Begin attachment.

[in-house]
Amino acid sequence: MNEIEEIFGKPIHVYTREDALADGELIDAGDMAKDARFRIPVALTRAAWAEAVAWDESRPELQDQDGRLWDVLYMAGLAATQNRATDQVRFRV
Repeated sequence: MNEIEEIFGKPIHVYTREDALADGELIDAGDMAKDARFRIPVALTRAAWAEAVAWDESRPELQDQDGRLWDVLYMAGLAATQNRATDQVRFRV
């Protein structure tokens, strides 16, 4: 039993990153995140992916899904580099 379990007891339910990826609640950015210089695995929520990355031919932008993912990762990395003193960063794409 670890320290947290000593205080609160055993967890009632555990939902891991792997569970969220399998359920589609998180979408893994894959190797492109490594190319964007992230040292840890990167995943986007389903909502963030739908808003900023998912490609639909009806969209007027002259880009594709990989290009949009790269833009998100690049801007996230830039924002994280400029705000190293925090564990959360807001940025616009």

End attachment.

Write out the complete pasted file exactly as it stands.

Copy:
[in-house]
Amino acid sequence: MNEIEEIFGKPIHVYTREDALADGELIDAGDMAKDARFRIPVALTRAAWAEAVAWDESRPELQDQDGRLWDVLYMAGLAATQNRATDQVRFRV
Repeated sequence: MNEIEEIFGKPIHVYTREDALADGELIDAGDMAKDARFRIPVALTRAAWAEAVAWDESRPELQDQDGRLWDVLYMAGLAATQNRATDQVRFRV
């Protein structure tokens, strides 16, 4: 039993990153995140992916899904580099 379990007891339910990826609640950015210089695995929520990355031919932008993912990762990395003193960063794409 670890320290947290000593205080609160055993967890009632555990939902891991792997569970969220399998359920589609998180979408893994894959190797492109490594190319964007992230040292840890990167995943986007389903909502963030739908808003900023998912490609639909009806969209007027002259880009594709990989290009949009790269833009998100690049801007996230830039924002994280400029705000190293925090564990959360807001940025616009």